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Improving access to our Latin American archives

Rebecca JWebster20 August 2018

Posted on behalf of Adersh Gill – a UCL student volunteer with Special Collections

Volunteering with UCL Archives over the last year has been really enjoyable. I was given the opportunity to improve the archive catalogue on the Santa Rosa Milling Company, a British owned milling company that operated in South American in the late 19th and 20th Centuries. The goal of the project was to make it easier for researchers, whose likely focus is on the economic history and development of South America, to gauge whether learning about the Santa Rosa Company’s history would be useful for their work.

The Santa Rosa Milling Company kept extensive documentation and I was asked to improve the archive description for the company’s minute books. The minute books recorded the monthly meetings of the company’s directors. This particular project required someone to be able to summarise the minute books with enough detail to be useful to researchers but not too much that it would take too long to read. Perhaps the main challenge was being able to decipher the hand-writing of the various secretaries recording the meetings, fortunately the archives team were always happy and willing to help whenever I ran into trouble.

The project offered a rare way for a student to learn about the history of South America particularly Chile, using the Santa Rosa Company’s history to gain an insight into the development of the regions. The Santa Rosa Milling Company also offers a case study about an early form of globalization, the company was headquartered in London whilst the majority of company activity occurred in South America; in addition one can learn about the less obvious impacts and ripple effects from the defining historical events of the period through the company’s response to them. The processing of reading through the minute books was in itself a learning experience for me. In particular the company’s post WWII history provides a valuable example of how global companies operated under the Bretton Woods era, when capital flows and currency exchanges were much more tightly regulated. Going through the minute book and seeing how a company on a day-to-day basis had to interact with various regulatory agencies provided a deeper level of understanding for a financial regulatory system which can seem quite abstract when described in a textbook.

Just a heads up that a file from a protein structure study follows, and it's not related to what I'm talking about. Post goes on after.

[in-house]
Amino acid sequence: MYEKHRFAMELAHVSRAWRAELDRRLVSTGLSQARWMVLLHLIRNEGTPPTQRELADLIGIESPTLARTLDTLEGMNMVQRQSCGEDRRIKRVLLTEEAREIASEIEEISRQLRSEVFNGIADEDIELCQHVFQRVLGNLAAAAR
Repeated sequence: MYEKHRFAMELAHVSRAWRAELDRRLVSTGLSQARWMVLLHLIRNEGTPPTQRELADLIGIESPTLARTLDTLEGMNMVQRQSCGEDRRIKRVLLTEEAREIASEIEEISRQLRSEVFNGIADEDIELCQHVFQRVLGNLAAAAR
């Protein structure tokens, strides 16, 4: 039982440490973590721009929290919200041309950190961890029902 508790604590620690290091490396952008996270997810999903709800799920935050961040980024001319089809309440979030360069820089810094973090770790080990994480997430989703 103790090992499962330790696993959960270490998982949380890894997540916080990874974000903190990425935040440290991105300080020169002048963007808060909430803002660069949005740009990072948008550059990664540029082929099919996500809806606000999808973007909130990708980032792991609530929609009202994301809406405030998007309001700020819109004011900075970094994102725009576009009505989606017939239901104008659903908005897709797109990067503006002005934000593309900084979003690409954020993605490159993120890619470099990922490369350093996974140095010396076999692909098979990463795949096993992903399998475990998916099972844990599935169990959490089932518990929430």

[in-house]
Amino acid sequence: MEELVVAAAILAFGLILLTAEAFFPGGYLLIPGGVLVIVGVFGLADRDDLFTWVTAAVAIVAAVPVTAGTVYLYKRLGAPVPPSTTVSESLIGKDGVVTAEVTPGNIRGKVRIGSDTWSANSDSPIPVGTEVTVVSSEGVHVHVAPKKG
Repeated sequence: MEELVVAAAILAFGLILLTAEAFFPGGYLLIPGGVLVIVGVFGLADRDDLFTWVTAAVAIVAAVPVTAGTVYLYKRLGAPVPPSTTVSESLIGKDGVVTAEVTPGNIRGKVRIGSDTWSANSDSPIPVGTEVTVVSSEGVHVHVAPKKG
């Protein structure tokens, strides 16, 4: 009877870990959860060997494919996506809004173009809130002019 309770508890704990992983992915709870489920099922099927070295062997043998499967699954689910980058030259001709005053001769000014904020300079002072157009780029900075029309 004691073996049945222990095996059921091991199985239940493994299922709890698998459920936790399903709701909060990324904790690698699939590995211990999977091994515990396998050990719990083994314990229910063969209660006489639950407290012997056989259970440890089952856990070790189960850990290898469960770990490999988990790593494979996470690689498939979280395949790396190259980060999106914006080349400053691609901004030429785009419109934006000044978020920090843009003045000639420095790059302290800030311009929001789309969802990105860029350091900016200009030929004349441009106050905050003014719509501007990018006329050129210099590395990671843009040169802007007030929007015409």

Overall the project far exceeded my expectations both in what I expected to learn from it and how enjoyable I found the cataloguing, not to mention how welcoming and nice it was to work with the archives team. This is definitely an activity I would recommend to curious students.

You can find out more about the collection on our online catalogue – search for SANTA ROSA. For more information about using our collections, please see our webpages.

The Norris Photography Project

Rebecca JWebster9 April 2018

This is a guest post by Euan Guckian, UCL Special Collections volunteer.

Over terms one and two this year I have had the opportunity to sort and catalogue the photograph collection of Arthur Norris for the Special Collections team. Norris was a railway engineer who, at the beginning of the twentieth century, spent several years (roughly 1909-1916) working in Latin America. He captured scenes from across the continent, annotating some of them for his mother back home in Britain.

Already gathered into region specific files, alongside a separate one for a soccer game played at one of the highest points in the Andes, my first responsibility was to sort them into a more coherent order. I was at first helped by the extensive notes provided by Norris on the back on the photos, but as the years went on I was fortunate to have a date and location. A sense of lethargy that anyone who has committed to keeping at diary will be familiar with. Having sorted each file, my next job was to list them digitally, this comprised either paraphrasing Norris’ notes or, in their absence, describing concisely what would be considered each one’s important features.

UCL Special Collections, NORRIS/9

Having previously studied the modernisation of Latin America during this period, it was interesting to see the region enter the 20th century from such a visual perspective. This was most obviously represented by the numerous photographs of the laying of tracks, carving of tunnels, building of railway bridges, and constructing of train stations taken by Norris from Buenos Aires to Lima. Amongst my favourite photographs, was a shot taken from 13,000ft above sea level of an Argentine mountain range. It came with instructions from Norris to place it next to another to create a carefully framed panorama. Unfortunately, after weeks of searching I never found it. There is plenty however, that would be appeal to those with an interest in Latin America. These include, depictions of rural village life, as well as that of the region’s capitals, all alongside photographs of ceremonies both native to South America, and those, such as bullfights, brought over from Spain.

UCL Special Collections, NORRIS/1

You can see the full catalogue for the Norris photographic archive here. To arrange a visit to consult the collection please email us at spec.coll@ucl.ac.uk